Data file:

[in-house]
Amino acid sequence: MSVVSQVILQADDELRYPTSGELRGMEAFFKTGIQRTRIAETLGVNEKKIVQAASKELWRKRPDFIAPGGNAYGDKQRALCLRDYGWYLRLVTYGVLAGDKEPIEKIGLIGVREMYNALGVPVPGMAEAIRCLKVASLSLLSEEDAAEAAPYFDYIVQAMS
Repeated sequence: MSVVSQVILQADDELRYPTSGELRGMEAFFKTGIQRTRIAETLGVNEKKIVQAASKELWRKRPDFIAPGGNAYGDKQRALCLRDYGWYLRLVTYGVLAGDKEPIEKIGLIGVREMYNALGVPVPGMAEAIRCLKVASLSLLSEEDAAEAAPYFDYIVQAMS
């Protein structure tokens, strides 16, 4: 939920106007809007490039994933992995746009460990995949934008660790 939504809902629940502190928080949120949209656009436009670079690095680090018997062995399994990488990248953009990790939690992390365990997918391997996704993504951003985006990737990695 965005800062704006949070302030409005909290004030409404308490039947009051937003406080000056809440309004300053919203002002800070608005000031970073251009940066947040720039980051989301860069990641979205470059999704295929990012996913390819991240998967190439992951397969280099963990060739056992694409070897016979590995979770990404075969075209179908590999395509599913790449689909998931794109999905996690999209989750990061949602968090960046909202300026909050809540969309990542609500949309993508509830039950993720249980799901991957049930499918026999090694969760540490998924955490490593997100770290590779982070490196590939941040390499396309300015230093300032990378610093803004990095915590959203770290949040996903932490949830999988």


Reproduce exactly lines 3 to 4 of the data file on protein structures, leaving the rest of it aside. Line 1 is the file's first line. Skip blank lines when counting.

Repeated sequence: MSVVSQVILQADDELRYPTSGELRGMEAFFKTGIQRTRIAETLGVNEKKIVQAASKELWRKRPDFIAPGGNAYGDKQRALCLRDYGWYLRLVTYGVLAGDKEPIEKIGLIGVREMYNALGVPVPGMAEAIRCLKVASLSLLSEEDAAEAAPYFDYIVQAMS
């Protein structure tokens, strides 16, 4: 939920106007809007490039994933992995746009460990995949934008660790 939504809902629940502190928080949120949209656009436009670079690095680090018997062995399994990488990248953009990790939690992390365990997918391997996704993504951003985006990737990695 965005800062704006949070302030409005909290004030409404308490039947009051937003406080000056809440309004300053919203002002800070608005000031970073251009940066947040720039980051989301860069990641979205470059999704295929990012996913390819991240998967190439992951397969280099963990060739056992694409070897016979590995979770990404075969075209179908590999395509599913790449689909998931794109999905996690999209989750990061949602968090960046909202300026909050809540969309990542609500949309993508509830039950993720249980799901991957049930499918026999090694969760540490998924955490490593997100770290590779982070490196590939941040390499396309300015230093300032990378610093803004990095915590959203770290949040996903932490949830999988």